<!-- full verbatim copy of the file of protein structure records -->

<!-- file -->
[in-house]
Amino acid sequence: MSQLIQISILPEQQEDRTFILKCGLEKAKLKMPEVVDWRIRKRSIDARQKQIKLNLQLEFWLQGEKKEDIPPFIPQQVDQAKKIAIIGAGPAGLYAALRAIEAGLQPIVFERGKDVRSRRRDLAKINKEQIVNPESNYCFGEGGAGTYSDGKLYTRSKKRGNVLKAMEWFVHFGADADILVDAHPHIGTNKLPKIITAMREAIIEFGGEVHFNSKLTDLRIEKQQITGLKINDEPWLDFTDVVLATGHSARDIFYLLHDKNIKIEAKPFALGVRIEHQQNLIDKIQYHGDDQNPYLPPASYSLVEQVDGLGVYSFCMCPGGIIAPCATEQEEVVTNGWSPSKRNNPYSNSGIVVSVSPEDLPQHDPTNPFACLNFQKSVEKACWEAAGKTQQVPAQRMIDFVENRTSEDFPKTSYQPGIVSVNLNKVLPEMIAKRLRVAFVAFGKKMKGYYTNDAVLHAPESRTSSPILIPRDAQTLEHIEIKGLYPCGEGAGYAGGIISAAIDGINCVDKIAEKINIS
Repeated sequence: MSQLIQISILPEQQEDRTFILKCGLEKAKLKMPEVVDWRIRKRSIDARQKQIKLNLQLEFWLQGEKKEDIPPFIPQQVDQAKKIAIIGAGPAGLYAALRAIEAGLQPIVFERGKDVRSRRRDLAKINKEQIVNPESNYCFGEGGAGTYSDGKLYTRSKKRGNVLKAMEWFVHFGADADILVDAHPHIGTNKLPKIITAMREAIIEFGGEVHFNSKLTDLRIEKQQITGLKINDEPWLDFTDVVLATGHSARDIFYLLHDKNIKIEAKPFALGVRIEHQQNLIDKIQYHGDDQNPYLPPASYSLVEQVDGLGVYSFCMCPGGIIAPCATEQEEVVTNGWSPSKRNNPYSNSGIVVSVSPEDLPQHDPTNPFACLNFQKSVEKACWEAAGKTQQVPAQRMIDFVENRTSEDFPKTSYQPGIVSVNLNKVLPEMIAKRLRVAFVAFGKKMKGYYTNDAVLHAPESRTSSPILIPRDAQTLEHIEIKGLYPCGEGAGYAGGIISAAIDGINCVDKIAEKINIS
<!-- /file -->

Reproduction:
[in-house]
Amino acid sequence: MSQLIQISILPEQQEDRTFILKCGLEKAKLKMPEVVDWRIRKRSIDARQKQIKLNLQLEFWLQGEKKEDIPPFIPQQVDQAKKIAIIGAGPAGLYAALRAIEAGLQPIVFERGKDVRSRRRDLAKINKEQIVNPESNYCFGEGGAGTYSDGKLYTRSKKRGNVLKAMEWFVHFGADADILVDAHPHIGTNKLPKIITAMREAIIEFGGEVHFNSKLTDLRIEKQQITGLKINDEPWLDFTDVVLATGHSARDIFYLLHDKNIKIEAKPFALGVRIEHQQNLIDKIQYHGDDQNPYLPPASYSLVEQVDGLGVYSFCMCPGGIIAPCATEQEEVVTNGWSPSKRNNPYSNSGIVVSVSPEDLPQHDPTNPFACLNFQKSVEKACWEAAGKTQQVPAQRMIDFVENRTSEDFPKTSYQPGIVSVNLNKVLPEMIAKRLRVAFVAFGKKMKGYYTNDAVLHAPESRTSSPILIPRDAQTLEHIEIKGLYPCGEGAGYAGGIISAAIDGINCVDKIAEKINIS
Repeated sequence: MSQLIQISILPEQQEDRTFILKCGLEKAKLKMPEVVDWRIRKRSIDARQKQIKLNLQLEFWLQGEKKEDIPPFIPQQVDQAKKIAIIGAGPAGLYAALRAIEAGLQPIVFERGKDVRSRRRDLAKINKEQIVNPESNYCFGEGGAGTYSDGKLYTRSKKRGNVLKAMEWFVHFGADADILVDAHPHIGTNKLPKIITAMREAIIEFGGEVHFNSKLTDLRIEKQQITGLKINDEPWLDFTDVVLATGHSARDIFYLLHDKNIKIEAKPFALGVRIEHQQNLIDKIQYHGDDQNPYLPPASYSLVEQVDGLGVYSFCMCPGGIIAPCATEQEEVVTNGWSPSKRNNPYSNSGIVVSVSPEDLPQHDPTNPFACLNFQKSVEKACWEAAGKTQQVPAQRMIDFVENRTSEDFPKTSYQPGIVSVNLNKVLPEMIAKRLRVAFVAFGKKMKGYYTNDAVLHAPESRTSSPILIPRDAQTLEHIEIKGLYPCGEGAGYAGGIISAAIDGINCVDKIAEKINIS